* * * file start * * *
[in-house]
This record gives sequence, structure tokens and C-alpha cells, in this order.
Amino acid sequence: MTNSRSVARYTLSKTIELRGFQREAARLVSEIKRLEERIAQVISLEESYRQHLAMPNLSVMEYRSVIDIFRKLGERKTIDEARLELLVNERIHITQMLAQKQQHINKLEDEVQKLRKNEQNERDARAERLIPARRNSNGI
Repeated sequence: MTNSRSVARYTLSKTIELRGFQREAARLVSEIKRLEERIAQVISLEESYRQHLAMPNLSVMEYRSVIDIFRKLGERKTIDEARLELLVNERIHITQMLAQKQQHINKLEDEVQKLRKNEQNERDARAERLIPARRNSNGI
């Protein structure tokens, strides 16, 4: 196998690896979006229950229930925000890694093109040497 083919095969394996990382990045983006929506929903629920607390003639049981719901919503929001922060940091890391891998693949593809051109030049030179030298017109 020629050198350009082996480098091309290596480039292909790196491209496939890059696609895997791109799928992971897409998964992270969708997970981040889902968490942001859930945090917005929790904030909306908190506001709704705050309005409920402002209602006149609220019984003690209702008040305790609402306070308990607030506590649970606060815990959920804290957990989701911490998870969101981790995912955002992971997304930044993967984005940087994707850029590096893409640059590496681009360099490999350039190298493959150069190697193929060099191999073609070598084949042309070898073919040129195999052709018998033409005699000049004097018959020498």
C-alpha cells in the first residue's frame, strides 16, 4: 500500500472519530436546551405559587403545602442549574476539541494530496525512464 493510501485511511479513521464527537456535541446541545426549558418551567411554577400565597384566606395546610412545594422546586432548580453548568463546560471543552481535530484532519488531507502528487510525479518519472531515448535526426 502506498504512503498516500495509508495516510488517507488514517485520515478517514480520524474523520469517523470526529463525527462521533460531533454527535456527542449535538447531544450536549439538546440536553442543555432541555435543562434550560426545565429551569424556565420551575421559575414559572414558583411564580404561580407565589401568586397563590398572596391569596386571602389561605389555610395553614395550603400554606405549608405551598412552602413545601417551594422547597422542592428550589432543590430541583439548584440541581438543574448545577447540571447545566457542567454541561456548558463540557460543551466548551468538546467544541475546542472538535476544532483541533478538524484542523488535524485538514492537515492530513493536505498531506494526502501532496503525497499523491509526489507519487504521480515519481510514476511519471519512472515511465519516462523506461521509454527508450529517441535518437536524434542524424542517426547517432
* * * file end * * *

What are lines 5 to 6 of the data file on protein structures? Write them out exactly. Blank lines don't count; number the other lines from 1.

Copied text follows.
């Protein structure tokens, strides 16, 4: 196998690896979006229950229930925000890694093109040497 083919095969394996990382990045983006929506929903629920607390003639049981719901919503929001922060940091890391891998693949593809051109030049030179030298017109 020629050198350009082996480098091309290596480039292909790196491209496939890059696609895997791109799928992971897409998964992270969708997970981040889902968490942001859930945090917005929790904030909306908190506001709704705050309005409920402002209602006149609220019984003690209702008040305790609402306070308990607030506590649970606060815990959920804290957990989701911490998870969101981790995912955002992971997304930044993967984005940087994707850029590096893409640059590496681009360099490999350039190298493959150069190697193929060099191999073609070598084949042309070898073919040129195999052709018998033409005699000049004097018959020498």
C-alpha cells in the first residue's frame, strides 16, 4: 500500500472519530436546551405559587403545602442549574476539541494530496525512464 493510501485511511479513521464527537456535541446541545426549558418551567411554577400565597384566606395546610412545594422546586432548580453548568463546560471543552481535530484532519488531507502528487510525479518519472531515448535526426 502506498504512503498516500495509508495516510488517507488514517485520515478517514480520524474523520469517523470526529463525527462521533460531533454527535456527542449535538447531544450536549439538546440536553442543555432541555435543562434550560426545565429551569424556565420551575421559575414559572414558583411564580404561580407565589401568586397563590398572596391569596386571602389561605389555610395553614395550603400554606405549608405551598412552602413545601417551594422547597422542592428550589432543590430541583439548584440541581438543574448545577447540571447545566457542567454541561456548558463540557460543551466548551468538546467544541475546542472538535476544532483541533478538524484542523488535524485538514492537515492530513493536505498531506494526502501532496503525497499523491509526489507519487504521480515519481510514476511519471519512472515511465519516462523506461521509454527508450529517441535518437536524434542524424542517426547517432